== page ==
The duties of child combatants often include guarding police or army captives or civilian kidnap victims held for ransom or a prisoner exchange. Several of the children Human Rights Watch interviewed said that the responsibility for guarding prisoners rotated among combatants, including children. Some had acted as guards themselves.
A good number of kidnap victims are elderly people and city dwellers, for whom the anxiety caused by loss of contact with friends and kin and the constant discomforts of life in a remote rural camp are extremely difficult to bear. Several children who had guarded hostages said that they felt sad and upset about the captives' plight.
Both guerrilla and paramilitary forces resort to kidnappings, either to extort money, negotiate the release of prisoners, disrupt travel, exert political influence, or impede the electoral process.
Most kidnappings are carried out by guerrillas. According to Fundación País Libre, an independent nongovernmental organization that studies kidnapping in Colombia, the FARC-EP carried out 936 kidnappings in 2002.302 The vast majority are perpetrated against non-combatants who are not political figures. These have become so prevalent that ordinary, daily travel within many regions of Colombia has become extremely dangerous.303
Children in the FARC-EP camps reported that they would take turns guarding hostages, their AK-47s at hand, working in two or three hour shifts. As Ángela, who served four years in the FARC-EP, explained:
Dagoberto, who joined the militia at age nine and was a full-blown guerrilla commander at age thirteen, reported that some victims were kidnapped in their homes:
Darío was aware of how long some of the hostages had been held:
Most of the children who had guarded hostages told us that they had been allowed to talk to them freely, and some got to know their captives and came to consider them friends. "We could talk to them about anything," Darío told us.307
As sixteen-year-old Lenny recalled:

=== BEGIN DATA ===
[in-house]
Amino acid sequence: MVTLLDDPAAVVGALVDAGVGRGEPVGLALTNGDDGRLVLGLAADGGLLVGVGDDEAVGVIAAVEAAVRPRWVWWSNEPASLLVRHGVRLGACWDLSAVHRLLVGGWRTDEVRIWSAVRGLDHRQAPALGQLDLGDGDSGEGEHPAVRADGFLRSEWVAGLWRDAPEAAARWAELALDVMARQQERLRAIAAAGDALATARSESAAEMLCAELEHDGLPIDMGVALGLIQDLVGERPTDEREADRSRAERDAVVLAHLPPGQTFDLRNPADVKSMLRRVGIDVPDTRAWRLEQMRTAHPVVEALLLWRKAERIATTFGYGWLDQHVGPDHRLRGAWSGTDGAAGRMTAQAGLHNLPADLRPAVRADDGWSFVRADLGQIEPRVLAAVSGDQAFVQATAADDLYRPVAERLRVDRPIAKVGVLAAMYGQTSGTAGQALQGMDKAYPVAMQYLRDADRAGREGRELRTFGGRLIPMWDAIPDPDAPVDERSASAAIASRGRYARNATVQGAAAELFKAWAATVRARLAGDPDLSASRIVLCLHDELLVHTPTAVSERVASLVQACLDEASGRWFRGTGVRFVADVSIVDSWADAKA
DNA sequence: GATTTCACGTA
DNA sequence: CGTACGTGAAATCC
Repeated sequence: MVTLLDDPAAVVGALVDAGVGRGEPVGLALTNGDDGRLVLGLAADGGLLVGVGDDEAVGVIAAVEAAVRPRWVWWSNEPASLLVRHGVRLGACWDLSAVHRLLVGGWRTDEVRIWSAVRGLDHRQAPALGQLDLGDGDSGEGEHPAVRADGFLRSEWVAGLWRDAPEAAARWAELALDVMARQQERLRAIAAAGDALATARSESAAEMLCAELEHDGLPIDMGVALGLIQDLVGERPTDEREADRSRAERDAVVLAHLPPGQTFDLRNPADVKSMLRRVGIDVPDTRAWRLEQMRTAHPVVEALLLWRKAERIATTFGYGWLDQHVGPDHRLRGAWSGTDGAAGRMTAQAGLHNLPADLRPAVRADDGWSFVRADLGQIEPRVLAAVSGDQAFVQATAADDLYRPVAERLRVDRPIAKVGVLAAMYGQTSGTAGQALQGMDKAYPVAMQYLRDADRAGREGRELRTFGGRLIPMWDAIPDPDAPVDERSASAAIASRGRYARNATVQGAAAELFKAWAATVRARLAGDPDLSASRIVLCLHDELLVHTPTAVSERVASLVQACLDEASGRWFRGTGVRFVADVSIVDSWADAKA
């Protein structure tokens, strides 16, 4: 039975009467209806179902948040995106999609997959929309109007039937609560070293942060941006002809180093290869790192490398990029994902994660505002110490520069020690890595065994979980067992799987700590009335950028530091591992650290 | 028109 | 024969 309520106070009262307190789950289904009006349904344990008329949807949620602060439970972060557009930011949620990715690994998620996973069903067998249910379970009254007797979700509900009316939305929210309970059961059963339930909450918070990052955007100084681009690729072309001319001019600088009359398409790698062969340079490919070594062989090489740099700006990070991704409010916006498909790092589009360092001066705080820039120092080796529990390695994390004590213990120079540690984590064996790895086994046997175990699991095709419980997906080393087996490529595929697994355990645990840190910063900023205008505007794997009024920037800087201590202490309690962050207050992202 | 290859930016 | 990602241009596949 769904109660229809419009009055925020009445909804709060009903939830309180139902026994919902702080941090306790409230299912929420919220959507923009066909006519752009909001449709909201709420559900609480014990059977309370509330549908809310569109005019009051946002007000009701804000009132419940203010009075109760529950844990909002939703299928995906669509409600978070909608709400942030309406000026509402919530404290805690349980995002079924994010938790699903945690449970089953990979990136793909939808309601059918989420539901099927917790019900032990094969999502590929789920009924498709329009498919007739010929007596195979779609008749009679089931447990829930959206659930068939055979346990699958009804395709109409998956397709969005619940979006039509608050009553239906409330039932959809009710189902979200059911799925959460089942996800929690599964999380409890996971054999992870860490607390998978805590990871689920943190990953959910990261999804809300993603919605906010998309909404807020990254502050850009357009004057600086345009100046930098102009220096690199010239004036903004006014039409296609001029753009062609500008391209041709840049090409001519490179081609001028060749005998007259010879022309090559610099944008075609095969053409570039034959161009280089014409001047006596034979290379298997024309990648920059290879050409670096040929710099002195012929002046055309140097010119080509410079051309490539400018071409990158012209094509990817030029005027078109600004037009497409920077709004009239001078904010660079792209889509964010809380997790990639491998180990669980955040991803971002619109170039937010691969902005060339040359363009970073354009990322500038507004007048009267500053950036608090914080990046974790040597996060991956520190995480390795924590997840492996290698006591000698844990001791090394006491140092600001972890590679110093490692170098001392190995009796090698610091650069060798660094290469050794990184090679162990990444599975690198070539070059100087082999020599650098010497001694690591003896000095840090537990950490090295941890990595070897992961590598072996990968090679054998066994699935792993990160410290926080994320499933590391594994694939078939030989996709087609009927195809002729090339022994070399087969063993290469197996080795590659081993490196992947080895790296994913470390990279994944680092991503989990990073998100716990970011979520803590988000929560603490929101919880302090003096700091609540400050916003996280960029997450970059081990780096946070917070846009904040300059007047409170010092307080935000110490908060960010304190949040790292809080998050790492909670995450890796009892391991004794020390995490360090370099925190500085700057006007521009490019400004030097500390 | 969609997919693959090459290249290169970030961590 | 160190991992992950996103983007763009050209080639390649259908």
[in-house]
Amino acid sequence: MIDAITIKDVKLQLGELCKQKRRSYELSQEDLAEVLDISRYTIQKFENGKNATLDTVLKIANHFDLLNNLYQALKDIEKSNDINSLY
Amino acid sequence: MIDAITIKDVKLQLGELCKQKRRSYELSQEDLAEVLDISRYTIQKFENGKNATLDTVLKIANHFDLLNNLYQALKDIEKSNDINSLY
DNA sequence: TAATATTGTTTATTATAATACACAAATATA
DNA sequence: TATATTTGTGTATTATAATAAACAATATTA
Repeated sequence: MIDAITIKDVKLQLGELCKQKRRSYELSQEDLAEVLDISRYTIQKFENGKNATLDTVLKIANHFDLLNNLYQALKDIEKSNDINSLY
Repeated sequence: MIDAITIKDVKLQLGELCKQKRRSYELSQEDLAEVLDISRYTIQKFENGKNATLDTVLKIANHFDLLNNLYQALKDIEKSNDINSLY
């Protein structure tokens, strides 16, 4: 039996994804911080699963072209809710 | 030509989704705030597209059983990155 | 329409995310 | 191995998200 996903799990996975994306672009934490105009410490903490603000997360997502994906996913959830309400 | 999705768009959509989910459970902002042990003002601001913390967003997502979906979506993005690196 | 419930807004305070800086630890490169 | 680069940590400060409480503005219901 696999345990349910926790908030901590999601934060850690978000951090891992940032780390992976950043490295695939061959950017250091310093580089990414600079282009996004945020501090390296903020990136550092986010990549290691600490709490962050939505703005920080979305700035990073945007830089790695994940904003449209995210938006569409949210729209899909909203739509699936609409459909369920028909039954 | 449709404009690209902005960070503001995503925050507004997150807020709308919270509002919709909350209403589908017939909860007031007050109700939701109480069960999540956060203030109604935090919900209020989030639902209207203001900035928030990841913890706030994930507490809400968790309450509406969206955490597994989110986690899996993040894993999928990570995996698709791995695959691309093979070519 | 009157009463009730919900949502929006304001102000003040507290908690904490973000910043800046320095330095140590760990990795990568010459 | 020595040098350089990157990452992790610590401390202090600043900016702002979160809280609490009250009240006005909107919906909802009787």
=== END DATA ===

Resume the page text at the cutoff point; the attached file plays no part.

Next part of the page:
None of the children we interviewed reported that hostages were deliberately ill-treated. In fact, they were often given the best quarters and facilities the camp could provide. Nevertheless, their suffering upset many of the children.
Sixteen-year-old Severo, from Caquetá, was present when the FARC-EP abducted presidential candidate Ingrid Betancourt on February 23, 2002, a few days after the breakdown of the peace negotiations.309
The UC-ELN raises money from ransoms and has kidnapped many business people, especially oil executives and pipeline workers. In 2002, País Libre counted at least 776 kidnappings of individuals for ransom or to exert political pressure by the UC-ELN.311
Although Carlos Castaño has stated repeatedly that he does not condone the practice, the AUC has kidnapped people as well. País Libre recorded 180 kidnappings carried out by groups allied with the AUC in 2002.312
301Human Rights Watch interview with "Lenny," Bucaramanga, June 7, 2002.
302País Libre, "Autor Secuestro 2002" [online], http://www.paislibre.org:8080/secuestros_2002.pdf (retrieved on May 1, 2003).
303"Por buen camino," Semana, January 13, 2003.
304Human Rights Watch interview with "Ángela," Bogotá, June 2, 2002.
305Human Rights Watch interview with "Dagoberto," Medellín, June 5, 2002
306 Human Rights Watch interview with "Darío," Bucaramanga, June 7, 2002.
308 Human Rights Watch interview with "Lenny," Bucaramanga, June 7, 2002.
309The FARC-EP kidnapped the former senator and presidential candidate for the Oxygen Party on February, 23, 2002. Betancourt was stopped at a roadblock as she was driving to San Vicente del Caguán in the Zone. She was attempting to visit the region following the Colombian government's decision to reenter. "Pastrana rechazó secuestro de Betancourt y pidió respaldo internacional," El Tiempo, February 26, 2002.
310As of this writing, Betancourt remains a FARC-EP hostage. Human Rights Watch interview with "Severo," Bucaramanga, June 8, 2002.
311País Libre, "Autor Secuestros 2002" [online], http://www.paislibre.org:8080/secuestros_2002.pdf (retrieved on May 1, 2003).